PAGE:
Everybody has an intuitive idea of what it means for something to be reliable or unreliable. For software, typical expectations include:
- The application performs the function that the user expected.
- It can tolerate the user making mistakes or using the software in unexpected ways.
- Its performance is good enough for the required use case, under the expected load and data volume.
- The system prevents any unauthorized access and abuse.
We can understand reliability as meaning, roughly, “continuing to work correctly, even when things go wrong” as said by Martin Kleppman.
However, in this article, I’d like to look at reliability in a different light.
When I hear the word “reliability,” the first thing that comes to mind is the computer networking course I took in college. We had the opportunity to learn about the Open Systems Interconnection (OSI) model in depth during this course. The OSI model describes seven layers that computer systems use to communicate over a network.
The Transmission Control Protocol (TCP) and the User Datagram Protocol (UDP) protocols are two important protocols of the Transport layer, also known as Layer 4 among these layers. When discussing the differences between TCP and UDP, it is commonly stated that TCP is reliable while UDP is unreliable.
What is the reliability?
I want to explain reliability from TCP and UDP perspective.
As you may know, request/response pairs are sent in a client-server architecture, and they use TCP to reduce and transport information in short packets of binary sequences of ones and zeros. So, in general, the smaller the size of these packets, the faster the response time.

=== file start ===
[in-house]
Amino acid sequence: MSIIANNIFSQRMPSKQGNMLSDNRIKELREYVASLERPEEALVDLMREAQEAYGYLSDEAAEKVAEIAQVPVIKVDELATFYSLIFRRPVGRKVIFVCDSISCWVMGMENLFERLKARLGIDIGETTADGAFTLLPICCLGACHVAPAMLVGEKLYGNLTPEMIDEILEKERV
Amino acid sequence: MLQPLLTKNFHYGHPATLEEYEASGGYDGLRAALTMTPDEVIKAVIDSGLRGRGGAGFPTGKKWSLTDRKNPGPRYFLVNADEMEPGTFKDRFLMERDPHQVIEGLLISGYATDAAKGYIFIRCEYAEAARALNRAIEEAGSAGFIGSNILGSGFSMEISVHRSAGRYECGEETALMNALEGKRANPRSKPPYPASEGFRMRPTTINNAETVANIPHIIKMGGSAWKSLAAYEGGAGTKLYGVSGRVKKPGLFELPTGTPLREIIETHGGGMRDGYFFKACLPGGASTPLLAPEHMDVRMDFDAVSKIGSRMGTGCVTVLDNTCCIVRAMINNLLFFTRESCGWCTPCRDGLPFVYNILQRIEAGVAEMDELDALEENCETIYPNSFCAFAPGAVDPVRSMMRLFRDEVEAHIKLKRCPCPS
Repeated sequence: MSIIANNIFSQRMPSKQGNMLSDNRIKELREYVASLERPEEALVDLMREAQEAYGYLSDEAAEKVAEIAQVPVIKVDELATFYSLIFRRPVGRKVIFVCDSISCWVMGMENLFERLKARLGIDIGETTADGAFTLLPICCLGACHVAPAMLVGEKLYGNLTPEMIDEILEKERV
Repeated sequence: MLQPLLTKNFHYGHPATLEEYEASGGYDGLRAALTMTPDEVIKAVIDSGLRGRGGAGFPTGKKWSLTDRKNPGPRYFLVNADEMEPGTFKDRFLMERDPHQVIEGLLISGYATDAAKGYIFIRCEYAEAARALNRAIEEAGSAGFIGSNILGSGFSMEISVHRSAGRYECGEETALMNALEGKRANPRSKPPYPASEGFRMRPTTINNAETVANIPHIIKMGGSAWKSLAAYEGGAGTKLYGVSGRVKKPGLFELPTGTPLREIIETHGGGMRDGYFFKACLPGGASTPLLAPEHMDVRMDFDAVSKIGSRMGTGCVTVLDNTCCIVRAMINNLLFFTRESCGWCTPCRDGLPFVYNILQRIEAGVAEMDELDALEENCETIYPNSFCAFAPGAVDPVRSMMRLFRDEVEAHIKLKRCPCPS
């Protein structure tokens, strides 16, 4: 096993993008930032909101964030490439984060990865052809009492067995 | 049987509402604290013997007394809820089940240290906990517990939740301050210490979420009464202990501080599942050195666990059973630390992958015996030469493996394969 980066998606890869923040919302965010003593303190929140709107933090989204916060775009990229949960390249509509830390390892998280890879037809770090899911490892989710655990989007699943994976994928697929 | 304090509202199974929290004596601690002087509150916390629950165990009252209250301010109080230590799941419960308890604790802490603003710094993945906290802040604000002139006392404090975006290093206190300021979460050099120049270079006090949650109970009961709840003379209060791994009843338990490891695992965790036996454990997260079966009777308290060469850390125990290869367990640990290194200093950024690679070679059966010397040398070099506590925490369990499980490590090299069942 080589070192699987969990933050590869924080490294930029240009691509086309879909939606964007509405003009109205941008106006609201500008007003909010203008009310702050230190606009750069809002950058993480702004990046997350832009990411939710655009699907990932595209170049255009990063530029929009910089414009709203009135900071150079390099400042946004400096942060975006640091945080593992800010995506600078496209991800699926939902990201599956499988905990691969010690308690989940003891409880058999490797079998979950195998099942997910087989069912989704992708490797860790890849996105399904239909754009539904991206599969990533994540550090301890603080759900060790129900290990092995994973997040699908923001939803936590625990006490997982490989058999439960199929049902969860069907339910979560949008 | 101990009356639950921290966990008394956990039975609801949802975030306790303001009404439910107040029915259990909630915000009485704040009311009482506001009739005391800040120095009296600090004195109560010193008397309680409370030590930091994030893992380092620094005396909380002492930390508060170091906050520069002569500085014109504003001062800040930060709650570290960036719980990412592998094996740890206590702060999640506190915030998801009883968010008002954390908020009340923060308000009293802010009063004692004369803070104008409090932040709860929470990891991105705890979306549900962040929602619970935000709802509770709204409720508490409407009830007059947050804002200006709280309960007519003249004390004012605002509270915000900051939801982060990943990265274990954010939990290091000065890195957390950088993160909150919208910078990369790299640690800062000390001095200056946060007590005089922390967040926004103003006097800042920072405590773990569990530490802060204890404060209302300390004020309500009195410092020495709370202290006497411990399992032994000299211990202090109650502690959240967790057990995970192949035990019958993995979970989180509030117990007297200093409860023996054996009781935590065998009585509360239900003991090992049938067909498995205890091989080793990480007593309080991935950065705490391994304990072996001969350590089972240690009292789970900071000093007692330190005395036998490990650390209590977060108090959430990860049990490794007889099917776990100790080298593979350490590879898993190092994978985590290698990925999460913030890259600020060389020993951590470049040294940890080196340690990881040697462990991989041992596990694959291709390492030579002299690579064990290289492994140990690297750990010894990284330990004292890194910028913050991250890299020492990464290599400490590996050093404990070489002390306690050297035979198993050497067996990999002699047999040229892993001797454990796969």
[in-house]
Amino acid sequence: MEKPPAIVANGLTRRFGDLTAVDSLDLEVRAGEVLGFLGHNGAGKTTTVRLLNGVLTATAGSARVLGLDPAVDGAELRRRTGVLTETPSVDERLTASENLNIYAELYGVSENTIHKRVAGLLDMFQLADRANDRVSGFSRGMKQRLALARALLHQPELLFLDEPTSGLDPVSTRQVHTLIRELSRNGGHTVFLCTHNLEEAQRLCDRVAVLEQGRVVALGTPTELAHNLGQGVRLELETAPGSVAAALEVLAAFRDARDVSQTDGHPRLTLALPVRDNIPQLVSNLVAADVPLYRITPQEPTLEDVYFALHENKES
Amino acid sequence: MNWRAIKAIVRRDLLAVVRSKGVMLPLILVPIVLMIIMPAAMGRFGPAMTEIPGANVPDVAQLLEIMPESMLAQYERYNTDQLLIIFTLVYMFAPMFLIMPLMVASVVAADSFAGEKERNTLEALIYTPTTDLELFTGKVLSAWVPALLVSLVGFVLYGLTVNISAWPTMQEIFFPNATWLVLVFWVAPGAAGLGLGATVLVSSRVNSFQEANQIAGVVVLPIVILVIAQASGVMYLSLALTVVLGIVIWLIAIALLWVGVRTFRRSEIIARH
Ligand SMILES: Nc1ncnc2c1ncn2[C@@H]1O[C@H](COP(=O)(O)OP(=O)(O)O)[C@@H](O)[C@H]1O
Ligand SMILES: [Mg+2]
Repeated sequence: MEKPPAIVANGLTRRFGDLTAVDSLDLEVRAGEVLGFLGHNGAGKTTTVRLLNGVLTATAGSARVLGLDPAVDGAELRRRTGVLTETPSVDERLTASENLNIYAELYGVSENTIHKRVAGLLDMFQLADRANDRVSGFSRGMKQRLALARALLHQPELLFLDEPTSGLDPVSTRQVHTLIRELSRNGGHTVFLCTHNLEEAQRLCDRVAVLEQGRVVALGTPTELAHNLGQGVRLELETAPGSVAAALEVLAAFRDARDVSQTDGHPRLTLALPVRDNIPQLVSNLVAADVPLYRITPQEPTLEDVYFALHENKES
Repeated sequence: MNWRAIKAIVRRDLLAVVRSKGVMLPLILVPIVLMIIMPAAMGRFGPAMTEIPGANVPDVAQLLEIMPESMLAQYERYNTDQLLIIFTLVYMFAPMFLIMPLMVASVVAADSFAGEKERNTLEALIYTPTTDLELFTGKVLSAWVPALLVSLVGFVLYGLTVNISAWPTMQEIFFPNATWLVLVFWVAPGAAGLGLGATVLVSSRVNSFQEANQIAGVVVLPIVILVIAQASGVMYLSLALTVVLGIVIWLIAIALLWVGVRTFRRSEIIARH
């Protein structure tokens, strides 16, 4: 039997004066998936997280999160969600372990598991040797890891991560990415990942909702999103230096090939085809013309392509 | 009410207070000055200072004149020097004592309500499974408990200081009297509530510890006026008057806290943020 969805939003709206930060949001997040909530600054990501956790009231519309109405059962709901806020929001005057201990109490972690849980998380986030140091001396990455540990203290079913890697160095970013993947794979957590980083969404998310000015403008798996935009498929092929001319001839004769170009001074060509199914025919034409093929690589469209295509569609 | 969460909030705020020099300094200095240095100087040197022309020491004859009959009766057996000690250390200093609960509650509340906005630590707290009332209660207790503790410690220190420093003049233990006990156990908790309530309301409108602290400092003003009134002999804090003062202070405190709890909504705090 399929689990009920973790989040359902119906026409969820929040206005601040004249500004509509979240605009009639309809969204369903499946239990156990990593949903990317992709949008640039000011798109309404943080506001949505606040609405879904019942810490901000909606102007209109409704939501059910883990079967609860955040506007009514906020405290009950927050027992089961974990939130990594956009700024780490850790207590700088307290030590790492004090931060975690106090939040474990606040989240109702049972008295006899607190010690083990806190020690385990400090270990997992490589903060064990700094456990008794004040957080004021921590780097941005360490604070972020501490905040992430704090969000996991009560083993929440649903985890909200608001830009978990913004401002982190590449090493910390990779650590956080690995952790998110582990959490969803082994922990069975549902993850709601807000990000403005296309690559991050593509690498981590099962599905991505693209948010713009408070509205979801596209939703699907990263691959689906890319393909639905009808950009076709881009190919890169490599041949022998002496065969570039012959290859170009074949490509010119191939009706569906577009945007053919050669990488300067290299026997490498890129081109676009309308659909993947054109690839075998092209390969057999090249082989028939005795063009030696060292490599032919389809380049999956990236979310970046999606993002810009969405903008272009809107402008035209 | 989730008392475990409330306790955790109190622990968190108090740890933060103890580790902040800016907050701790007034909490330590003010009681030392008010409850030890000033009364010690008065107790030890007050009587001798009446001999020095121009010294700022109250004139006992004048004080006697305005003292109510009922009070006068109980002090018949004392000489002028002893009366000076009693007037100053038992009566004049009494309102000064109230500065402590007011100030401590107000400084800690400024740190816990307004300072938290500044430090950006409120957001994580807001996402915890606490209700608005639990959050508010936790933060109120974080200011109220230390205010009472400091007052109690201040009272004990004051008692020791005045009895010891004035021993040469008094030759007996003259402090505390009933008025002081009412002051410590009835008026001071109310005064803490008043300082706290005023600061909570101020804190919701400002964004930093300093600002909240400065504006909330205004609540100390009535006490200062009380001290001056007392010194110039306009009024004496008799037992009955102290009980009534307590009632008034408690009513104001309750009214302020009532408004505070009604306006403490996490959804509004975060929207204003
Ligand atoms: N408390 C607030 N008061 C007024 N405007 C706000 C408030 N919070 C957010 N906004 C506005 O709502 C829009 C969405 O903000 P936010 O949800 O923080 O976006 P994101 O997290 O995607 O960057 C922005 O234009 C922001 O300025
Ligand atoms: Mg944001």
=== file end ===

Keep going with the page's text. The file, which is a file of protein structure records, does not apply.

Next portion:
TCP, unlike UDP, has extra loads at this point. Some of the causes of increased TCP packet size;
- Though since packet sequence is critical in TCP, the sequence number is kept in the header of each packet.
- Acknowledgment number information is also kept because it contains the sequence number of the data byte that the receiver expects to receive next from the sender. It’s similar to a linked list data structure. As a result, each package keeps both its own sequence number and the sequence number of the next package, ensuring consistency.
TCP’s header size varies between 20 and 60 bytes due to this and other overheads, whereas UDP’s header size is only 8 bytes.
As a result, whether a packet is delivered properly to the receiver is critical for TCP but not for UDP. Because of this, TCP is a reliable communication protocol while UDP is not.
Since UDP isn’t reliable, we might think that it shouldn’t be used anywhere and that we should always use TCP instead. But that’s not true; both can be used in the real world. But how can UDP, which is known for being unreliable, still be used in the real world? You can find the answer in the requirements.
UDP can be used in situations where performance is critical but packet loss is not. Think about multiplayer games.
Based on this, I can confidently state that adding more reliability to our application will impose additional responsibilities. For that job, perhaps the system does not need to be very reliable, as in the TCP-UDP comparison. Perhaps you’re using TCP instead of UDP, which complicates matters and adds overhead to your application.
Based on these ideas, I wanted to briefly discuss reliability and the additional responsibilities it will enforce. Many applications, whether knowingly or unknowingly, suffer from over-engineering. As our experience grows and we gain a better understanding of the domain of the application we are working on, it may become easier to detect such situations.
Which of us didn’t take the scenic route when we were interns?